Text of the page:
The Affective Nature of Horror

In Max Ryynänen, Heidi Kosonen & Susanne Ylönen (eds.), Cultural Approaches to Disgust and the Visceral. Routledge. pp. 31-43 (2022)
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Abstract

The horror genre (in film, literature etc.) has, for its seemingly paradoxical aesthetic appeal, been the subject of much debate in contemporary, analytic philosophy of art. At the same time, however, the nature of horror as an affective phenomenon has been largely neglected by both aestheticians and philosophers of mind. The standard view of the affective nature of horror in contemporary philosophy follows Noël Carroll in holding that horror in art (or “art-horror”) is an emotion resulting from the combination of disgust and fear. The view is also often accompanied by the view that horror in art is a distinct affect from horror in real life. This raises the question of what the relationship between horror in art and in real life might be. By looking within and outside art and the horror genre, and using a combination of historical, philosophical and empirical arguments, I argue for a departure from such standard views on the affective nature of horror. In alternative, I outline a novel view, on which horror is common to both real life and art and is primarily, typically individuated by a set of (output) affective reactions.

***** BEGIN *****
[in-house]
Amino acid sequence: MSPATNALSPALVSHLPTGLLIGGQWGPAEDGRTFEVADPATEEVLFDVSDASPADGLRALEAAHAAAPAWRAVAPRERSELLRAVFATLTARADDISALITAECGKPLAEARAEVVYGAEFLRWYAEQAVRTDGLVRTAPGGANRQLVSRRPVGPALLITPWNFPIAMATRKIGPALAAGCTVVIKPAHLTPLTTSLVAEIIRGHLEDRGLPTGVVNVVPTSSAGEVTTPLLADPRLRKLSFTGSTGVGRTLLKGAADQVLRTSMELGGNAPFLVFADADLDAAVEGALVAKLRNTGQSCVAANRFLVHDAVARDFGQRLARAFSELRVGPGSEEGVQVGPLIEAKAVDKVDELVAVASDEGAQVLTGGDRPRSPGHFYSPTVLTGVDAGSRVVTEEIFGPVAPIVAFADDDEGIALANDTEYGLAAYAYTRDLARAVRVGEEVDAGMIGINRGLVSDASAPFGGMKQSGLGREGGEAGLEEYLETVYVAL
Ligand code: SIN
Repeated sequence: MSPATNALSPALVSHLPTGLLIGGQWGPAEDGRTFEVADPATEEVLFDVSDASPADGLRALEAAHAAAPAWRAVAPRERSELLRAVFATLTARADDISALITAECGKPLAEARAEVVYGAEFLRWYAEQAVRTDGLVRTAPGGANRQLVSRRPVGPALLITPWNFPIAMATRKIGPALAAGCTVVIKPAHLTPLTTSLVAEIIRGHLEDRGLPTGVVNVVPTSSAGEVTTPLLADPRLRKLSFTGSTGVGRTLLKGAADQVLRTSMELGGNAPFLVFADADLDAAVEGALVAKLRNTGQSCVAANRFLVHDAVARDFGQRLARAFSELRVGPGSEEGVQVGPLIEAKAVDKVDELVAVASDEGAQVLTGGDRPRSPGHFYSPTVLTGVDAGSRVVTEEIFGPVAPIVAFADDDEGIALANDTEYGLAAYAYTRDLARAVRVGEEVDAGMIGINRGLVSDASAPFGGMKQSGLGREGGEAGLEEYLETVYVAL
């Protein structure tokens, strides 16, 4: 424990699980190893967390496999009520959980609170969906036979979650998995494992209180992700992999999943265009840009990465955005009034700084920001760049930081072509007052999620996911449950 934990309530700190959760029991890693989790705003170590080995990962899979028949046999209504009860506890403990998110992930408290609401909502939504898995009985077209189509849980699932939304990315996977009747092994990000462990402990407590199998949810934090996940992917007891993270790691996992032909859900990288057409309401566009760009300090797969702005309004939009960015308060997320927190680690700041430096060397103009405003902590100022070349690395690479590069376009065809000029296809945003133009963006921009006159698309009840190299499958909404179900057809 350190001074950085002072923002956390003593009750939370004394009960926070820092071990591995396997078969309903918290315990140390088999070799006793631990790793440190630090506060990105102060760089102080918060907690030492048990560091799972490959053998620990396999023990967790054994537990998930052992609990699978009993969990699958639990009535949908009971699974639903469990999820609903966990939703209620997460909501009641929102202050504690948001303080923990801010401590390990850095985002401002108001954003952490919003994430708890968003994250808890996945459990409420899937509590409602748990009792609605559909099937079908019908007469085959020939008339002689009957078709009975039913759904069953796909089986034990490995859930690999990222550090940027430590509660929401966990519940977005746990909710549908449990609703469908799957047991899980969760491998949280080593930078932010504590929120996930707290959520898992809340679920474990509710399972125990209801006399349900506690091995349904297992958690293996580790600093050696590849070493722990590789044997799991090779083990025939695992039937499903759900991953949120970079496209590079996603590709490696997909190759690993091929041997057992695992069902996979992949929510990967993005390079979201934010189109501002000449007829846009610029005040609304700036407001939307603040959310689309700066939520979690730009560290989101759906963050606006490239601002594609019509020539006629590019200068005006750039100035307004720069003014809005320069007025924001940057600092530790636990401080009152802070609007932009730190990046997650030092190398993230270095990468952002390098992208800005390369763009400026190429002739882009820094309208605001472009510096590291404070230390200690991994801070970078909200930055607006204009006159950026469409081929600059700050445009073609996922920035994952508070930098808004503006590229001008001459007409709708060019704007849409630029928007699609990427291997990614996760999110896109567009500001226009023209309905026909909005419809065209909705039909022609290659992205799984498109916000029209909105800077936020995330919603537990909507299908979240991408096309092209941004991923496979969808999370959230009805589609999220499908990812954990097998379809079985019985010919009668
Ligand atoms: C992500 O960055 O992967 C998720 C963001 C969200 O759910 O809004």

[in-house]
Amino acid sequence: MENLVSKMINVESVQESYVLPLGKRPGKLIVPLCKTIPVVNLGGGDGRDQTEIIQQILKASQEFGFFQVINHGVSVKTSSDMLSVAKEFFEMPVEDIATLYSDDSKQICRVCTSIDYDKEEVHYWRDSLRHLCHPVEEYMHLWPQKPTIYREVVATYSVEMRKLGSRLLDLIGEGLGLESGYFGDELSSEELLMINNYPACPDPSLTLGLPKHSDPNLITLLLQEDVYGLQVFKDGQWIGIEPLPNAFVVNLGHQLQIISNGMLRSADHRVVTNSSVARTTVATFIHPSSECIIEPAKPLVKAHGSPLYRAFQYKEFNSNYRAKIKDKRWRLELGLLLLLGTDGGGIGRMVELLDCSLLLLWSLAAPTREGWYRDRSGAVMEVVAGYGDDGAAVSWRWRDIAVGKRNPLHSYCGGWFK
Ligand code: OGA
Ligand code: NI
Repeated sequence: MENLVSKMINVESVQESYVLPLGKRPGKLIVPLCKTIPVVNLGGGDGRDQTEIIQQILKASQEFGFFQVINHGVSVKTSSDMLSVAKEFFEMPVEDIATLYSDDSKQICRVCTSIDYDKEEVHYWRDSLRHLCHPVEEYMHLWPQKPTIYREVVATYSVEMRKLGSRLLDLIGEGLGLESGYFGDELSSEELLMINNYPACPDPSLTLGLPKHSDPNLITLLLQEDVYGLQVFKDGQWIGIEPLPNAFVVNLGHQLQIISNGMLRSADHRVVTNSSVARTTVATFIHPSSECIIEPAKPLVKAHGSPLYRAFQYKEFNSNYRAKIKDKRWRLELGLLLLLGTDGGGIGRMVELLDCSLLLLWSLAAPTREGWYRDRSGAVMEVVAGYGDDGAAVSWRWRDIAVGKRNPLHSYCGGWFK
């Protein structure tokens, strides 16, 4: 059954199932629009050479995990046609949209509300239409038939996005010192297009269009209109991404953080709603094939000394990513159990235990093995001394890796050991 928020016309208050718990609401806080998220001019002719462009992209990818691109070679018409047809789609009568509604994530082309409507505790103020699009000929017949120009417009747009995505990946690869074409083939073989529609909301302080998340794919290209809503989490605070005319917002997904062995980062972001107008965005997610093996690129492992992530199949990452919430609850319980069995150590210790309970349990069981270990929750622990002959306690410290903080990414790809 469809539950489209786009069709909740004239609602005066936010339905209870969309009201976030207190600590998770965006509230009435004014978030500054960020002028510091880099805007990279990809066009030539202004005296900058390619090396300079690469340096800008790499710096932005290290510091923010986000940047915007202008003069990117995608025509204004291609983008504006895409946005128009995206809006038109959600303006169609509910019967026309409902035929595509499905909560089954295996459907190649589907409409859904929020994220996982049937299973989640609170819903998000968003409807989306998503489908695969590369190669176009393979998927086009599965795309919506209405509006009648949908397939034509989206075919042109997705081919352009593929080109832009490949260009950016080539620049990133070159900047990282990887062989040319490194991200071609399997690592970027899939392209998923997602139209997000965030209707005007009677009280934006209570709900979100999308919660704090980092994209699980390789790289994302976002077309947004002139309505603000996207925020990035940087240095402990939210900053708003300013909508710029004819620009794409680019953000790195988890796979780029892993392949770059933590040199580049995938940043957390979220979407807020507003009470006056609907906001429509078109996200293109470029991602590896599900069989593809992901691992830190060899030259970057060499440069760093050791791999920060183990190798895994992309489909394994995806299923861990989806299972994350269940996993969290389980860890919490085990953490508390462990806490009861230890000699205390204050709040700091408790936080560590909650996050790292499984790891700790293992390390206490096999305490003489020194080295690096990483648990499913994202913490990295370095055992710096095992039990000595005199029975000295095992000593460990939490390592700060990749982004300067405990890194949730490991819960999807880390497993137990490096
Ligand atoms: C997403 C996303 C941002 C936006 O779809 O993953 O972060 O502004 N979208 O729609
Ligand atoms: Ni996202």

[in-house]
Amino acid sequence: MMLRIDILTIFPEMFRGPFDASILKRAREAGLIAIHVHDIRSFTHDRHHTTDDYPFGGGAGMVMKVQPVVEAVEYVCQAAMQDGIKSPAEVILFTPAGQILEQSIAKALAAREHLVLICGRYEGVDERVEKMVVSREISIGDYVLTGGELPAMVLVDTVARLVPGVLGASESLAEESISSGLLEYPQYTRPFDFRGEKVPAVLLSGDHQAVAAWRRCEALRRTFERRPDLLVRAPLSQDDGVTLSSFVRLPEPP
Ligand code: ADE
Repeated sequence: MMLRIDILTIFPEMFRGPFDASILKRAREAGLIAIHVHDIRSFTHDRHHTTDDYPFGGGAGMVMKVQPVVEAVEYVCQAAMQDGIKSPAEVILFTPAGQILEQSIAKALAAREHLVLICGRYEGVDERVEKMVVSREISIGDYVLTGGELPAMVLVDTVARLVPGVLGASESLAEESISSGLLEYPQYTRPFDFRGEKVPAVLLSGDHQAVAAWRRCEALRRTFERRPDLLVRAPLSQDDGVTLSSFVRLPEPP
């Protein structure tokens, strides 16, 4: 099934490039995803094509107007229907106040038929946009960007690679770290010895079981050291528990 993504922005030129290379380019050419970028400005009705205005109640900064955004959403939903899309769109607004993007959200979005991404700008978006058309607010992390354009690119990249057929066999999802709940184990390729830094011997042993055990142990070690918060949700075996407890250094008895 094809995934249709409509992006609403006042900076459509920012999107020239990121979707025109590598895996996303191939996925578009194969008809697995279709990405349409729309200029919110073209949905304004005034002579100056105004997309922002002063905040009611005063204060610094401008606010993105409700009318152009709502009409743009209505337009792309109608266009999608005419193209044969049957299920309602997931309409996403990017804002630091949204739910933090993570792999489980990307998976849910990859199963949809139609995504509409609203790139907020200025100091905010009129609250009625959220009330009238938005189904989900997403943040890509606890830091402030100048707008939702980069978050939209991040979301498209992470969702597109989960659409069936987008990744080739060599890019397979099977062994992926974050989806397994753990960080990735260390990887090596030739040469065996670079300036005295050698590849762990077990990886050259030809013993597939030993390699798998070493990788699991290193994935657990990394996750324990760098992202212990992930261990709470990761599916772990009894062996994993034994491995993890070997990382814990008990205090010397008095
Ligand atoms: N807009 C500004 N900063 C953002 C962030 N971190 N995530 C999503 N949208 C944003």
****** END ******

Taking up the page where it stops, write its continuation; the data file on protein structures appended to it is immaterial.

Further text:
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Filippo Contesi
Universitat de Barcelona

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References found in this work

Powers of Horror: An Essay on Abjection.Julia Kristeva - 1984 - Columbia University Press.
Mimesis as Make-Believe.Kendall Walton - 1996 - Synthese 109 (3):413-434.
Fearing fictions.Kendall L. Walton - 1978 - Journal of Philosophy 75 (1):5-27.
Musical meaning and expression.Stephen Davies - 1994 - Ithaca: Cornell University Press.

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